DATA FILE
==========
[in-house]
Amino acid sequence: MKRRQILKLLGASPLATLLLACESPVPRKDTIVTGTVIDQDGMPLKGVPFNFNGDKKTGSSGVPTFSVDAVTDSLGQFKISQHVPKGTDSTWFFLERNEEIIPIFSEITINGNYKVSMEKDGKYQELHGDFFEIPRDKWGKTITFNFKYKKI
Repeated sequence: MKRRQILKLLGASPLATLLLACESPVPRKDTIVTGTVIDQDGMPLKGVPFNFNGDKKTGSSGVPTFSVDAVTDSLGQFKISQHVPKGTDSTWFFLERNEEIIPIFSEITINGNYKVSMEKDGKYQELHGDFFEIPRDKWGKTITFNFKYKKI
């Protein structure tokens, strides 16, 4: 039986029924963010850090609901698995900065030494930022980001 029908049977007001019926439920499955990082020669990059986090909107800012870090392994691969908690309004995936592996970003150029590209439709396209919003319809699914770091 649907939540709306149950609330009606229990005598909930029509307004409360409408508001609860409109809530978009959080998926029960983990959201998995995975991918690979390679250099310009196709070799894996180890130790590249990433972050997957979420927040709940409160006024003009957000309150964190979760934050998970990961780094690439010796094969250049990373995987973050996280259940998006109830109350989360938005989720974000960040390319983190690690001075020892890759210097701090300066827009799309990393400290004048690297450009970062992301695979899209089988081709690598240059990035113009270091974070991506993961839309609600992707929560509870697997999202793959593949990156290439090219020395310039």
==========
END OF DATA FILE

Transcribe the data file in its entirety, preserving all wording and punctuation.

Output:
[in-house]
Amino acid sequence: MKRRQILKLLGASPLATLLLACESPVPRKDTIVTGTVIDQDGMPLKGVPFNFNGDKKTGSSGVPTFSVDAVTDSLGQFKISQHVPKGTDSTWFFLERNEEIIPIFSEITINGNYKVSMEKDGKYQELHGDFFEIPRDKWGKTITFNFKYKKI
Repeated sequence: MKRRQILKLLGASPLATLLLACESPVPRKDTIVTGTVIDQDGMPLKGVPFNFNGDKKTGSSGVPTFSVDAVTDSLGQFKISQHVPKGTDSTWFFLERNEEIIPIFSEITINGNYKVSMEKDGKYQELHGDFFEIPRDKWGKTITFNFKYKKI
């Protein structure tokens, strides 16, 4: 039986029924963010850090609901698995900065030494930022980001 029908049977007001019926439920499955990082020669990059986090909107800012870090392994691969908690309004995936592996970003150029590209439709396209919003319809699914770091 649907939540709306149950609330009606229990005598909930029509307004409360409408508001609860409109809530978009959080998926029960983990959201998995995975991918690979390679250099310009196709070799894996180890130790590249990433972050997957979420927040709940409160006024003009957000309150964190979760934050998970990961780094690439010796094969250049990373995987973050996280259940998006109830109350989360938005989720974000960040390319983190690690001075020892890759210097701090300066827009799309990393400290004048690297450009970062992301695979899209089988081709690598240059990035113009270091974070991506993961839309609600992707929560509870697997999202793959593949990156290439090219020395310039």